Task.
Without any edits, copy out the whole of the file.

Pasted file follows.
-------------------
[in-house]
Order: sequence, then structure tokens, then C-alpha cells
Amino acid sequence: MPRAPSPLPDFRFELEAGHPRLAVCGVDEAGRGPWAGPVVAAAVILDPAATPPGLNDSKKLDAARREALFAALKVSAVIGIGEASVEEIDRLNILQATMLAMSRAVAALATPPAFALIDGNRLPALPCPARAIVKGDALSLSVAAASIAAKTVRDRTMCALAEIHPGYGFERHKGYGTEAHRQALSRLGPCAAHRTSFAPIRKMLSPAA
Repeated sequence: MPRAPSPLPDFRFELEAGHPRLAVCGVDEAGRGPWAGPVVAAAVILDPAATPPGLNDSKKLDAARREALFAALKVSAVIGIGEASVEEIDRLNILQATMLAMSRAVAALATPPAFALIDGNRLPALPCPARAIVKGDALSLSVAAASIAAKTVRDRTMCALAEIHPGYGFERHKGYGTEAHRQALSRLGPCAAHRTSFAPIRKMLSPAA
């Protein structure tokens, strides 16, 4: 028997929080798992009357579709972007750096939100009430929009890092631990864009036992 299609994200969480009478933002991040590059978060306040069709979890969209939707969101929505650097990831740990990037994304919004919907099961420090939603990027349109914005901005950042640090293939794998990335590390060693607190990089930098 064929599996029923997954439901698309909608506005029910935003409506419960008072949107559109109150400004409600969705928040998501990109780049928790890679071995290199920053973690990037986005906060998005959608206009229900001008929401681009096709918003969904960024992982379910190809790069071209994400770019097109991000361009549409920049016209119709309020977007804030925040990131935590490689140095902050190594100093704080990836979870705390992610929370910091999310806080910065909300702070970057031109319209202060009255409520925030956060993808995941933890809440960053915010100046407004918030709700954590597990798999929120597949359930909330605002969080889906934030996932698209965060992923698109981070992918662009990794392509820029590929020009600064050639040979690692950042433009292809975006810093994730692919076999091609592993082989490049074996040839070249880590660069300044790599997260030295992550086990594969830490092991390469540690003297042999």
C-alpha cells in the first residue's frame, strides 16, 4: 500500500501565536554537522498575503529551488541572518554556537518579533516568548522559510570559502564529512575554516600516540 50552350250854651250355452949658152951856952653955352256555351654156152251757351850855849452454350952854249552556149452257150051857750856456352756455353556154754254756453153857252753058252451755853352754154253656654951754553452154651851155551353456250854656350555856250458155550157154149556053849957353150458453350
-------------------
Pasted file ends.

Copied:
[in-house]
Order: sequence, then structure tokens, then C-alpha cells
Amino acid sequence: MPRAPSPLPDFRFELEAGHPRLAVCGVDEAGRGPWAGPVVAAAVILDPAATPPGLNDSKKLDAARREALFAALKVSAVIGIGEASVEEIDRLNILQATMLAMSRAVAALATPPAFALIDGNRLPALPCPARAIVKGDALSLSVAAASIAAKTVRDRTMCALAEIHPGYGFERHKGYGTEAHRQALSRLGPCAAHRTSFAPIRKMLSPAA
Repeated sequence: MPRAPSPLPDFRFELEAGHPRLAVCGVDEAGRGPWAGPVVAAAVILDPAATPPGLNDSKKLDAARREALFAALKVSAVIGIGEASVEEIDRLNILQATMLAMSRAVAALATPPAFALIDGNRLPALPCPARAIVKGDALSLSVAAASIAAKTVRDRTMCALAEIHPGYGFERHKGYGTEAHRQALSRLGPCAAHRTSFAPIRKMLSPAA
């Protein structure tokens, strides 16, 4: 028997929080798992009357579709972007750096939100009430929009890092631990864009036992 299609994200969480009478933002991040590059978060306040069709979890969209939707969101929505650097990831740990990037994304919004919907099961420090939603990027349109914005901005950042640090293939794998990335590390060693607190990089930098 064929599996029923997954439901698309909608506005029910935003409506419960008072949107559109109150400004409600969705928040998501990109780049928790890679071995290199920053973690990037986005906060998005959608206009229900001008929401681009096709918003969904960024992982379910190809790069071209994400770019097109991000361009549409920049016209119709309020977007804030925040990131935590490689140095902050190594100093704080990836979870705390992610929370910091999310806080910065909300702070970057031109319209202060009255409520925030956060993808995941933890809440960053915010100046407004918030709700954590597990798999929120597949359930909330605002969080889906934030996932698209965060992923698109981070992918662009990794392509820029590929020009600064050639040979690692950042433009292809975006810093994730692919076999091609592993082989490049074996040839070249880590660069300044790599997260030295992550086990594969830490092991390469540690003297042999």
C-alpha cells in the first residue's frame, strides 16, 4: 500500500501565536554537522498575503529551488541572518554556537518579533516568548522559510570559502564529512575554516600516540 50552350250854651250355452949658152951856952653955352256555351654156152251757351850855849452454350952854249552556149452257150051857750856456352756455353556154754254756453153857252753058252451755853352754154253656654951754553452154651851155551353456250854656350555856250458155550157154149556053849957353150458453350